Participatory GIS for inland water cadastre: case of Densuano, Koforidua, Ghana

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May 2016
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Water bodies in Ghana are utilized for various purposes including drinking, irrigation, transportation and hydropower generation just to mention a few. Stakeholders who utilize these water bodies for different activities hold diverse rights and relating interests seen in the form of responsibilities, restrictions and privileges. In Ghana, one major challenge that threatens management and administration of these rights is the absence of a complete and comprehensive information system that records the spatial extents and terms on use rights for stakeholders who hold both statutory and customary water rights. This study aims at exploring participatory GIS tools to capture and record the various interests related to inland water resources in Ghana and to develop a prototype information system that facilitates the visualization and analysis of the identified interests. Participatory sketch mapping, interviews and focus group discussions were used to capture and record indigenous knowledge on water rights. Two participatory mapping exercises were conducted; for stakeholders at Densuano in Koforidua, a community in the Densu River Basin. The mapping exercise engaged stakeholders upstream and the other for stakeholders at the downstream portion of the water resource. A GPS survey of selected points was used to validate the accuracy of the mapping exercise. ArcGIS and Map Guide Maestro were used to develop a prototype cadastral system for the resource. The study shows that the local community members have rich knowledge in water rights. The stakeholders were able to use the participatory mapping tools after a short training and the maps produced through the participatory exercise shows that the stakeholders have varying use rights on water. Participatory mapping ensured maximum community participation and involvement, urging the various stakeholders to identify and come to a consensus on the various physical boundaries associated to particular rights and underlining responsibilities, privileges, and restrictions. The prototype created provides a good interface for visualizing the physical extent of varying customary and statutory rights and the restrictions on water usage. The interface provides users the opportunity to conduct spatial analysis and therefore can aid in the management and administration of water at Densuano.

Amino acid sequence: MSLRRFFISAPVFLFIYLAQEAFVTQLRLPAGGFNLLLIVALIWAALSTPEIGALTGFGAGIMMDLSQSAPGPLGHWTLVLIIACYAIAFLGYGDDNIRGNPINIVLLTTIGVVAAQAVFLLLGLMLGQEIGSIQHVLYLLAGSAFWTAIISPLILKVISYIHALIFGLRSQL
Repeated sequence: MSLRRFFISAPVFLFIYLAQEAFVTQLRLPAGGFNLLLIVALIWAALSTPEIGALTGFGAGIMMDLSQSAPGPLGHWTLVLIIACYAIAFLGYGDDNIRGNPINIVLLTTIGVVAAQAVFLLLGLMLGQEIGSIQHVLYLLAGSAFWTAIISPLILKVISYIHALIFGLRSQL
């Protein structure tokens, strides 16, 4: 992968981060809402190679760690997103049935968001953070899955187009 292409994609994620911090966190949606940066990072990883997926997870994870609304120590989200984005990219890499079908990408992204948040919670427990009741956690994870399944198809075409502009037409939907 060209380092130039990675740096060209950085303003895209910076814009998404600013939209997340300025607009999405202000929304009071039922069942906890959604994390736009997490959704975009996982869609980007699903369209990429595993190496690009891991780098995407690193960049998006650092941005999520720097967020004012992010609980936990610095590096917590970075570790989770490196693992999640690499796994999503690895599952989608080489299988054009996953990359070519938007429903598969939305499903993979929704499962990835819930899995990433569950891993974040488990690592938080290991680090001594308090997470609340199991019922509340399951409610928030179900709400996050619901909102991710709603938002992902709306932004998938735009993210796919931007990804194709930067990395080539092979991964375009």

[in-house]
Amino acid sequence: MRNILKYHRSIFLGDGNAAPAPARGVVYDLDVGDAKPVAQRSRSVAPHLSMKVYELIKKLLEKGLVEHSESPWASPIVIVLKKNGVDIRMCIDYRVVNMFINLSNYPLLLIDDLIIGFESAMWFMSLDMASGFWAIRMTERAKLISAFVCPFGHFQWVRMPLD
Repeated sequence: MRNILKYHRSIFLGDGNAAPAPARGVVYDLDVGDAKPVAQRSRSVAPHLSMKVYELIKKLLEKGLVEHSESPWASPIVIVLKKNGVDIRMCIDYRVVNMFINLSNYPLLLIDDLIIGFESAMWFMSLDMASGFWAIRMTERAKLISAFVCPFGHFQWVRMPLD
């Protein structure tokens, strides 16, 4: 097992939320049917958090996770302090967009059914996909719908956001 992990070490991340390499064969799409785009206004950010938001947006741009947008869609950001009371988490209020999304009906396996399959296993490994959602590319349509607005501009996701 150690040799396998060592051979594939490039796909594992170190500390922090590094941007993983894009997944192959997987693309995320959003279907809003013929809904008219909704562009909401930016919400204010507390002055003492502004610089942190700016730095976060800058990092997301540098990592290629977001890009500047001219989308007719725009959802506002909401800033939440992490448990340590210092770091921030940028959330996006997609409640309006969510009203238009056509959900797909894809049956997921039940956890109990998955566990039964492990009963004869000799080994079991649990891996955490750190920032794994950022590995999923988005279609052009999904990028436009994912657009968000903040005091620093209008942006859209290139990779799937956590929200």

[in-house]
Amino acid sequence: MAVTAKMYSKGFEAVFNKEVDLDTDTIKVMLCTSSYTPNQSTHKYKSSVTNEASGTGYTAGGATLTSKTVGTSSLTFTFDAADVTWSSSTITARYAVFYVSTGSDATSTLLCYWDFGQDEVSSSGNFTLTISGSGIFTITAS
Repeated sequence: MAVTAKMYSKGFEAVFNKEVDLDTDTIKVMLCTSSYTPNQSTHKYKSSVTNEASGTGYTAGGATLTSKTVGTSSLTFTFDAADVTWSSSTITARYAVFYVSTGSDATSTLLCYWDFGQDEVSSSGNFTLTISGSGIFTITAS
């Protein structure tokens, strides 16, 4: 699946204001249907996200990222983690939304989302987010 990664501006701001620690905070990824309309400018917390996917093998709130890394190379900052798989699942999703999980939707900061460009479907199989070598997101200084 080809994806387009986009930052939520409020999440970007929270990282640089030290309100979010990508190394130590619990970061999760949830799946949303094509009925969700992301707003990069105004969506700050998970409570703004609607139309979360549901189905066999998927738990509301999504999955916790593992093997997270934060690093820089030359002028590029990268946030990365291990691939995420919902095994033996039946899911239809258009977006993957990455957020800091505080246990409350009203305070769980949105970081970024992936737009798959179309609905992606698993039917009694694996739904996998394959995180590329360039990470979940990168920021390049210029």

A thesis submitted to the Department of Geomatic Engineering, Kwame Nkrumah University of Science and Technology in partial fulfillment of the requirements for the degree of Master of Science Geomatic Engineering, College of Engineering,